On the other hand, Gmail’s automatic scanning of emails is great for spam and virus filters, which are convenient and give you another kind of security. It’s also community driven, so if a user marks an email as spam, it helps identify future spam messages. You’ll never see an unwanted email in your inbox and you’ll be warned if possible viruses are attached to emails you received. You’ll also be warned if there are suspicious attempts to log in to your account from devices you don’t normally use. As for displaying unwanted ads, Google claims that Gmail refrains from displaying them next to potentially sensitive messages, like those mentioning race, religion, sexual orientation, health or financial statements.
It also has strong phishing protection and there’s no automatic download of content. The encryption is HTTPS, so you should feel more than safe.
Google offers several support options, including forums, FAQs and email support. If you use G Suite, you will also get live 24/7 support. It’s unlikely that you won’t find the answers you need, so not having live support with the free version is not as big a problem as you might expect. Granted, email support might not be as fast, but having a problem with Gmail is a such a rare occurrence that you may never have a need for support.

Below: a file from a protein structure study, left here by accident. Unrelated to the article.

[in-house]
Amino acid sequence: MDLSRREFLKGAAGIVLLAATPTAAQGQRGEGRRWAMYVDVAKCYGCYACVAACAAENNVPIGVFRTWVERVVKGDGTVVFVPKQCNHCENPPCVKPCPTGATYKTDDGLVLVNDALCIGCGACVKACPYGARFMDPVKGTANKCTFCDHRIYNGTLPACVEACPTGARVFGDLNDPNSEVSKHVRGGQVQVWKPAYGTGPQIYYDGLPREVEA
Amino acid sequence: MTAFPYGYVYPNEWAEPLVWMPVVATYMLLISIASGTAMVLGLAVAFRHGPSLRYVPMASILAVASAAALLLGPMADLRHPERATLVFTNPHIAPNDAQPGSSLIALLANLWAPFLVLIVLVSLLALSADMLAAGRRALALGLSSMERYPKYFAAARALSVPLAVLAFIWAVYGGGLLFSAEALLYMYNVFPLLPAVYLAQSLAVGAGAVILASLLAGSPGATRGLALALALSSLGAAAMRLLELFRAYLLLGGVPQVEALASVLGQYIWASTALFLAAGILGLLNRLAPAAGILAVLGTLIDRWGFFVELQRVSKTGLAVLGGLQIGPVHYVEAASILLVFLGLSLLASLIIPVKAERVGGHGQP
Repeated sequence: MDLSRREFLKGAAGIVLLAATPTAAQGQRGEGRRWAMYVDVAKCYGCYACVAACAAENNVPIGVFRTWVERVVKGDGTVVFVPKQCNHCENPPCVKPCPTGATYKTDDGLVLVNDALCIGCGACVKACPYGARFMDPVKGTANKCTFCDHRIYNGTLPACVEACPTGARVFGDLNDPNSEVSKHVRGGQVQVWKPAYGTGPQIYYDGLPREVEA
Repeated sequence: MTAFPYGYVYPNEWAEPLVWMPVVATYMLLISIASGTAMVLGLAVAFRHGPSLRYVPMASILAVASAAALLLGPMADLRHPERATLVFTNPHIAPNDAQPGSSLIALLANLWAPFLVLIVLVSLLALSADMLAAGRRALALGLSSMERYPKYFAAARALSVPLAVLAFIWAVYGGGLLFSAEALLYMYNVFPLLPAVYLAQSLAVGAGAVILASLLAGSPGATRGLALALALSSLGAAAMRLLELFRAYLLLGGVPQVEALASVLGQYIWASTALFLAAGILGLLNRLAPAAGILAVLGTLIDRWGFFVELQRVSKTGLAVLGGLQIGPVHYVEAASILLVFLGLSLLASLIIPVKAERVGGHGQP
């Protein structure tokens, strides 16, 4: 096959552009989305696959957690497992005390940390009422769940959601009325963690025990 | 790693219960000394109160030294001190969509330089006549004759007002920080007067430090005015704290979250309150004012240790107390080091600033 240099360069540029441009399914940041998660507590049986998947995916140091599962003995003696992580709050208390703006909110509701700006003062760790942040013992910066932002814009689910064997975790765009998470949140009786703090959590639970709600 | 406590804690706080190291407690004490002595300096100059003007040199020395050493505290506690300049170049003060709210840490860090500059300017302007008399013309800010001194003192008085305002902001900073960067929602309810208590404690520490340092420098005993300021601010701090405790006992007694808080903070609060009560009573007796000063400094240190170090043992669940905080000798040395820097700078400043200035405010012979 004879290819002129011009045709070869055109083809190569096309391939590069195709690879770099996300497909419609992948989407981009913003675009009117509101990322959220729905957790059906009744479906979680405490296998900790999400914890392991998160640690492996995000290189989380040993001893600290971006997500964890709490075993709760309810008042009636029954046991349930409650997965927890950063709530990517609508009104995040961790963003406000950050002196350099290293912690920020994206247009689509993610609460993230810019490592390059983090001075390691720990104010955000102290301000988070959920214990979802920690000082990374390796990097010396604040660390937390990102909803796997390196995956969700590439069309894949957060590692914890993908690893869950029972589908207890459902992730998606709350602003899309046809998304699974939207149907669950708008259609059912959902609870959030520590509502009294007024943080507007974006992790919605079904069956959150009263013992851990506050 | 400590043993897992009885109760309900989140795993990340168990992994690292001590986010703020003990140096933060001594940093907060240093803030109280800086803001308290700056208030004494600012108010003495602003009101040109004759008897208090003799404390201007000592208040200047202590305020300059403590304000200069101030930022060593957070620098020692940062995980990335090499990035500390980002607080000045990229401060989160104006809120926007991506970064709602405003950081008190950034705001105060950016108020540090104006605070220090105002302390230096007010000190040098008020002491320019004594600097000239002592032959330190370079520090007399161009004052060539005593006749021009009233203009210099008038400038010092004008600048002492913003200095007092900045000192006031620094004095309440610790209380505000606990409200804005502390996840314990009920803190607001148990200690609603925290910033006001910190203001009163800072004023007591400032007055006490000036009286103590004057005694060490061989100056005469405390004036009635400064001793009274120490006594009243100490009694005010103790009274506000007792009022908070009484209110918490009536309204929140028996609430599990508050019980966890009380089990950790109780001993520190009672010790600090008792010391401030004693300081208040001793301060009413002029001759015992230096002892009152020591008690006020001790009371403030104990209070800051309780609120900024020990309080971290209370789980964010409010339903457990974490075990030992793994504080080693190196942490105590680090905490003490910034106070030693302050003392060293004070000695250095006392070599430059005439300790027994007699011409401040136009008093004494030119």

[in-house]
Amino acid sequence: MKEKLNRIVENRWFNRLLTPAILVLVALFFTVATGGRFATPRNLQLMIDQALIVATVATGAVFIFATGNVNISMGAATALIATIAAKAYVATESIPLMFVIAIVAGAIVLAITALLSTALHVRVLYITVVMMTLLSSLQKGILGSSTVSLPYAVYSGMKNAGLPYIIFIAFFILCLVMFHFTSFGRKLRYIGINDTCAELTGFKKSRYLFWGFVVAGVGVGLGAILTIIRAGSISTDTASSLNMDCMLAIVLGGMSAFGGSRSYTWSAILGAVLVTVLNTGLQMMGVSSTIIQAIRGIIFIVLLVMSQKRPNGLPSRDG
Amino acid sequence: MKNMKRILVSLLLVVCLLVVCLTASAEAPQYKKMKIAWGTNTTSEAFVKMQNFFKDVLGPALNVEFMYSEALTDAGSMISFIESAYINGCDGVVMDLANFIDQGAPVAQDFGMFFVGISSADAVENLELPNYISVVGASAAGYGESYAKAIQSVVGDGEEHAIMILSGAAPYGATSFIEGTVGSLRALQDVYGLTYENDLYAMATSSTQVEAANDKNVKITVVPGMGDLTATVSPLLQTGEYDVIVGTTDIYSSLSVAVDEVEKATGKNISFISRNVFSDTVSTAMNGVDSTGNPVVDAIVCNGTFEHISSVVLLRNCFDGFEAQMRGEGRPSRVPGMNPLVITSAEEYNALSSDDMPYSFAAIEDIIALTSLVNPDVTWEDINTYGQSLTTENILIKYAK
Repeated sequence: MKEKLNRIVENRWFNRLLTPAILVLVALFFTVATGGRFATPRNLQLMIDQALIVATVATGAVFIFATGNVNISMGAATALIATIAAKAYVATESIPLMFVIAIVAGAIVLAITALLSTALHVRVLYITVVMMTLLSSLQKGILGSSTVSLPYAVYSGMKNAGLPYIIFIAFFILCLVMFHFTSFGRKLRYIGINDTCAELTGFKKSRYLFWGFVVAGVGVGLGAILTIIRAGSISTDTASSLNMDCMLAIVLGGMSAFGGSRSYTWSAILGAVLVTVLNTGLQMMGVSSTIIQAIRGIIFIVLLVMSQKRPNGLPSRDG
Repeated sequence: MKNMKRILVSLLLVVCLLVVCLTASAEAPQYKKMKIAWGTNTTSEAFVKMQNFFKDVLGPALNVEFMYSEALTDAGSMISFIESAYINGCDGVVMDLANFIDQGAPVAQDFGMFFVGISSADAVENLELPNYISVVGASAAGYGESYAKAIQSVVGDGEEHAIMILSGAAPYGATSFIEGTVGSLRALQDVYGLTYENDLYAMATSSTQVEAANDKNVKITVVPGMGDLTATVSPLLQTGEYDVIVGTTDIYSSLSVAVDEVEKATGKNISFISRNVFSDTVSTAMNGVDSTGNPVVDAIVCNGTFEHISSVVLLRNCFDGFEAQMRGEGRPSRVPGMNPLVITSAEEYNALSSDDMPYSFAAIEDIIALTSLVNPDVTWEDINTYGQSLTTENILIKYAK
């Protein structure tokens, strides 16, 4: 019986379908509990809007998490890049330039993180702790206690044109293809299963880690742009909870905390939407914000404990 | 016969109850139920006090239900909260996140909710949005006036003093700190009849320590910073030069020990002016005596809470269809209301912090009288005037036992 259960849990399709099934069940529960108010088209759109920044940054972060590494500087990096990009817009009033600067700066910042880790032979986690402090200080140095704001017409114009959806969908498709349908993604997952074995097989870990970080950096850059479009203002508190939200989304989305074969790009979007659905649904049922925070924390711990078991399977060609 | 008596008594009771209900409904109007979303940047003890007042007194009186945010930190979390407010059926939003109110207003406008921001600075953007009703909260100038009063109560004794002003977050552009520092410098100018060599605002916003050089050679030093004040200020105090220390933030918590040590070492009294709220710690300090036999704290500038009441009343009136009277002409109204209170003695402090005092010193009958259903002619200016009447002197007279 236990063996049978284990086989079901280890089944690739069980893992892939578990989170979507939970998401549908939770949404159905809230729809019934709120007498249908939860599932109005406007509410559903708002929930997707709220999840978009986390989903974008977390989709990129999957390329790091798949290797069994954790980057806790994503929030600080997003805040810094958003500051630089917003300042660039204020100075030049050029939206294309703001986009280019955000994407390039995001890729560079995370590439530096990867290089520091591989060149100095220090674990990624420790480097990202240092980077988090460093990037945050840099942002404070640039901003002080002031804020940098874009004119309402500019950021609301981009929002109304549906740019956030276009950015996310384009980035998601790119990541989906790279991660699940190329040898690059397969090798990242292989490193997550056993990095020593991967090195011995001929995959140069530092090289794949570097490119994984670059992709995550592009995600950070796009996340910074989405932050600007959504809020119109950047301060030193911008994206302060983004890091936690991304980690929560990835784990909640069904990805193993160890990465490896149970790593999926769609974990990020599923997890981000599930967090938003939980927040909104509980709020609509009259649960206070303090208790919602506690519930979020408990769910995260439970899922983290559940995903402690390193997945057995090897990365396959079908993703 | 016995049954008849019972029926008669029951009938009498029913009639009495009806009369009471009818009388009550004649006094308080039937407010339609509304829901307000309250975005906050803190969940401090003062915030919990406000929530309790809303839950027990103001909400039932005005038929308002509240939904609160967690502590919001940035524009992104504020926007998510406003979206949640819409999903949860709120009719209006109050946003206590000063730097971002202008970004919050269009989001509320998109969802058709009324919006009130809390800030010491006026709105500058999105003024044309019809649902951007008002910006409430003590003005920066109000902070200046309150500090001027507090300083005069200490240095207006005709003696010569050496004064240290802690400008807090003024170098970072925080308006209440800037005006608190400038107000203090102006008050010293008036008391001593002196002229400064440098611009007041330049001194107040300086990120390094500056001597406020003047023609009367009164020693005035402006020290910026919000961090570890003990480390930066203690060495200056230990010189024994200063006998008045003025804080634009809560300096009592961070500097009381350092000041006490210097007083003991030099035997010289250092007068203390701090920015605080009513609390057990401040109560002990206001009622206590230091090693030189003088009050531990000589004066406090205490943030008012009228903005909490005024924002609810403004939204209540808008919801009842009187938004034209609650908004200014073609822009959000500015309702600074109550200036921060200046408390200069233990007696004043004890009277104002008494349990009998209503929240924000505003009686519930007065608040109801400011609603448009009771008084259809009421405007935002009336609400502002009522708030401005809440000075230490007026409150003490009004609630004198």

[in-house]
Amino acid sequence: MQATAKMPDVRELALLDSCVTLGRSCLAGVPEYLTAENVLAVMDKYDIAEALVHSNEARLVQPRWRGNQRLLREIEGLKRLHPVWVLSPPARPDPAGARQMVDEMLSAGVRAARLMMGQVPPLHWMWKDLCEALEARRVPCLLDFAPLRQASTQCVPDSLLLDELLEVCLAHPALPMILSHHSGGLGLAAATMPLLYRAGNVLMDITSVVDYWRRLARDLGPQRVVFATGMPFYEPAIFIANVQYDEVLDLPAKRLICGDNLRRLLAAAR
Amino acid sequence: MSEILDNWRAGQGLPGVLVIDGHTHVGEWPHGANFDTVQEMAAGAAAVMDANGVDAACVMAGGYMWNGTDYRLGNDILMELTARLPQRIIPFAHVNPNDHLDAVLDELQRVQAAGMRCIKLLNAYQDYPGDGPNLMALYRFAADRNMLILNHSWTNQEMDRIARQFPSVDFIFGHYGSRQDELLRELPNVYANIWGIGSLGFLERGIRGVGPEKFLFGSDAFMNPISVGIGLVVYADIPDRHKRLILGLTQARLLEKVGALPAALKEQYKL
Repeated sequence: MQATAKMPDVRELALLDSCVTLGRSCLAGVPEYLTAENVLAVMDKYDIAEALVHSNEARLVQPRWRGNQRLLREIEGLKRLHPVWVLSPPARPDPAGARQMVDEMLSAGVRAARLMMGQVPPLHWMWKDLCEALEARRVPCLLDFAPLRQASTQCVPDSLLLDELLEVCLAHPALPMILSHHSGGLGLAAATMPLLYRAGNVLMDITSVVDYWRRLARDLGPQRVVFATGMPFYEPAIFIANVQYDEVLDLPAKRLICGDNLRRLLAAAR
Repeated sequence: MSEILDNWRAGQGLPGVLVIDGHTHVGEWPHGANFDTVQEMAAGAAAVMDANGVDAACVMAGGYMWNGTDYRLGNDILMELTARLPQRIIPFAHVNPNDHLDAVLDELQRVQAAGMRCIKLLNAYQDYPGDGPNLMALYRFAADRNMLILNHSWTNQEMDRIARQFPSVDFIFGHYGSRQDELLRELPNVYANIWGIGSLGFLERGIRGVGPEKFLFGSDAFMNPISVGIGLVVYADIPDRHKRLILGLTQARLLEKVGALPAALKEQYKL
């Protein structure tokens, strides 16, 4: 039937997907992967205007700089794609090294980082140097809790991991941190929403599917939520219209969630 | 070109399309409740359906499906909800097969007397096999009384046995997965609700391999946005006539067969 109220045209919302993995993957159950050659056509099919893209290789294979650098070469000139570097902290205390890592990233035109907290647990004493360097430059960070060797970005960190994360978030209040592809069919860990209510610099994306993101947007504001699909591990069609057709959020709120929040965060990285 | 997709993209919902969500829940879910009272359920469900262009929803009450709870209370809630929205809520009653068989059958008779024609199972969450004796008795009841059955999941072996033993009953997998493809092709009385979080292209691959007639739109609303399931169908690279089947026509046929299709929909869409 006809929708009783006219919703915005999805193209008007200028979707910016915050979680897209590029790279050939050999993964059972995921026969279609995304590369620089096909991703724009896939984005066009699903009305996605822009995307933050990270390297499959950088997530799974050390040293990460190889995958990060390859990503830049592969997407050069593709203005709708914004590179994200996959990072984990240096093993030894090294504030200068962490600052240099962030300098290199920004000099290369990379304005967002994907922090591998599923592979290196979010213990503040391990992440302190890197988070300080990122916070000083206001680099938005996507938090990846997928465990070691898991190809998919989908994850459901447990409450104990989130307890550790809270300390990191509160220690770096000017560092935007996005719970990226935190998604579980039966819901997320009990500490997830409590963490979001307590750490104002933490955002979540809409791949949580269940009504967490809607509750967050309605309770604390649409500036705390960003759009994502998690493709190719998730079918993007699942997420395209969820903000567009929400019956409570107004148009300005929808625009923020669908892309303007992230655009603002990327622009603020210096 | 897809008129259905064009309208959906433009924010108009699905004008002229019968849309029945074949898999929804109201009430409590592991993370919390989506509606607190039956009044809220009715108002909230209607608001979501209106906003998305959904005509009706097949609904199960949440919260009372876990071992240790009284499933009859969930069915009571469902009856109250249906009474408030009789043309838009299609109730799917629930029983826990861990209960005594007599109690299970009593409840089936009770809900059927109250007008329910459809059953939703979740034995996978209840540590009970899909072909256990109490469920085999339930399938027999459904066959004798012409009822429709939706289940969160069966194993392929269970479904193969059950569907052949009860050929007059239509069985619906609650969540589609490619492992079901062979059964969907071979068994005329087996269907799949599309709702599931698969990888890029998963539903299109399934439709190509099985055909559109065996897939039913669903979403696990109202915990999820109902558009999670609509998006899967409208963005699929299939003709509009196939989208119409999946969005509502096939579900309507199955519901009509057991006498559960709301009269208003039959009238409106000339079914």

Three options are available.
Free Gmail – 15GB of storage that you share with other Google Account apps
G Suite has two paid options, both with 14-day free trial periods:
includes 30GB of storage, custom email address and 24/7 live support
gives you everything listed above with the addition of unlimited storage
- stacking emails and conversations into threads
- excellent spam management
- integration with other Google products
- automatic email scan for targeted text ads
- no external social media integration, except for Google+
- no folders for email
Google is so synonymous with internet search, that today you often hear “google it” instead of “search it.” One of their earliest, and most successful, attempts to dominate the internet was the release of Gmail to the public. It’s one of the most popular and well-known email clients—for a reason.
There are many customization options. It’s an excellent service that, with the exception of ads in the free version, has no real downside. The spam filters are top notch. (It almost made us forget about the times we had to rummage through tons of unwanted emails, manually deleting them, just to get to email we wanted.) Gmail is secure, easy to use and seamlessly integrated with other Google products. It’s equally great for personal and business use. All-in-all, Gmail is a top player for a very good reason.